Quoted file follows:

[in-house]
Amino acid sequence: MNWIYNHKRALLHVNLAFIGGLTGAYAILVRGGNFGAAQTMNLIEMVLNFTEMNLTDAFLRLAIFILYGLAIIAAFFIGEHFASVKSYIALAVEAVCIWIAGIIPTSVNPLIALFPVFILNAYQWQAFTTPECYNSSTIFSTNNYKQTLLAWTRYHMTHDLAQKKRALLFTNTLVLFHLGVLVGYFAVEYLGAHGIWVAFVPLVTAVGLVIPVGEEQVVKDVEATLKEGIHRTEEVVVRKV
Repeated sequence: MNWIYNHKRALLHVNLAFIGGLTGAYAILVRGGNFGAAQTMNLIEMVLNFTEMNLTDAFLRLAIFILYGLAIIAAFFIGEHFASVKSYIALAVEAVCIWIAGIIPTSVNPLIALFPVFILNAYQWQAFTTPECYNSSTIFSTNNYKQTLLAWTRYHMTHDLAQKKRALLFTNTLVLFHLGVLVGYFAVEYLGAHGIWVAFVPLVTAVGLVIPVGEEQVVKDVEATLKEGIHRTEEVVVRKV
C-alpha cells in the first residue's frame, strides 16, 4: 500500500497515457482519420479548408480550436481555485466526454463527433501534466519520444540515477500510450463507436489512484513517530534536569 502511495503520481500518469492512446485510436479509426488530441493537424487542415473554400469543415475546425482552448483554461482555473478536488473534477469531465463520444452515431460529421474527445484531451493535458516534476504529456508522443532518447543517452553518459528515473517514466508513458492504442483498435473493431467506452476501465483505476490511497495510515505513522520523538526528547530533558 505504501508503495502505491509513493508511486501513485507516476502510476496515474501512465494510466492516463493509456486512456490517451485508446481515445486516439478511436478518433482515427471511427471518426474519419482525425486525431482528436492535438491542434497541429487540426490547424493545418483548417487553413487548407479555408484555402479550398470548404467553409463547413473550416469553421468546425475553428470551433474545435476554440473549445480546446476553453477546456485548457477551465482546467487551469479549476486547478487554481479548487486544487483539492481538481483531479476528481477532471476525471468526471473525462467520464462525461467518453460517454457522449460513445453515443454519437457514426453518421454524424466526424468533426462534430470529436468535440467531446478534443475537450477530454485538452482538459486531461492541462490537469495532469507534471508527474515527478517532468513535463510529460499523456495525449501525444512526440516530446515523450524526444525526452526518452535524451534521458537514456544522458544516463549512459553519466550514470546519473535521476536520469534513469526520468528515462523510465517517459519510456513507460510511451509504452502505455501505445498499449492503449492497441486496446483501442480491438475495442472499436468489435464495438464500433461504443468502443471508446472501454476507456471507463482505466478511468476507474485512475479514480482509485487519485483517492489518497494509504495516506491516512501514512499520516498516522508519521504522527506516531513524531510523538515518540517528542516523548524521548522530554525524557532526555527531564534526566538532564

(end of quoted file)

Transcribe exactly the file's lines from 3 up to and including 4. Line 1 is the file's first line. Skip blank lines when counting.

Repeated sequence: MNWIYNHKRALLHVNLAFIGGLTGAYAILVRGGNFGAAQTMNLIEMVLNFTEMNLTDAFLRLAIFILYGLAIIAAFFIGEHFASVKSYIALAVEAVCIWIAGIIPTSVNPLIALFPVFILNAYQWQAFTTPECYNSSTIFSTNNYKQTLLAWTRYHMTHDLAQKKRALLFTNTLVLFHLGVLVGYFAVEYLGAHGIWVAFVPLVTAVGLVIPVGEEQVVKDVEATLKEGIHRTEEVVVRKV
C-alpha cells in the first residue's frame, strides 16, 4: 500500500497515457482519420479548408480550436481555485466526454463527433501534466519520444540515477500510450463507436489512484513517530534536569 502511495503520481500518469492512446485510436479509426488530441493537424487542415473554400469543415475546425482552448483554461482555473478536488473534477469531465463520444452515431460529421474527445484531451493535458516534476504529456508522443532518447543517452553518459528515473517514466508513458492504442483498435473493431467506452476501465483505476490511497495510515505513522520523538526528547530533558 505504501508503495502505491509513493508511486501513485507516476502510476496515474501512465494510466492516463493509456486512456490517451485508446481515445486516439478511436478518433482515427471511427471518426474519419482525425486525431482528436492535438491542434497541429487540426490547424493545418483548417487553413487548407479555408484555402479550398470548404467553409463547413473550416469553421468546425475553428470551433474545435476554440473549445480546446476553453477546456485548457477551465482546467487551469479549476486547478487554481479548487486544487483539492481538481483531479476528481477532471476525471468526471473525462467520464462525461467518453460517454457522449460513445453515443454519437457514426453518421454524424466526424468533426462534430470529436468535440467531446478534443475537450477530454485538452482538459486531461492541462490537469495532469507534471508527474515527478517532468513535463510529460499523456495525449501525444512526440516530446515523450524526444525526452526518452535524451534521458537514456544522458544516463549512459553519466550514470546519473535521476536520469534513469526520468528515462523510465517517459519510456513507460510511451509504452502505455501505445498499449492503449492497441486496446483501442480491438475495442472499436468489435464495438464500433461504443468502443471508446472501454476507456471507463482505466478511468476507474485512475479514480482509485487519485483517492489518497494509504495516506491516512501514512499520516498516522508519521504522527506516531513524531510523538515518540517528542516523548524521548522530554525524557532526555527531564534526566538532564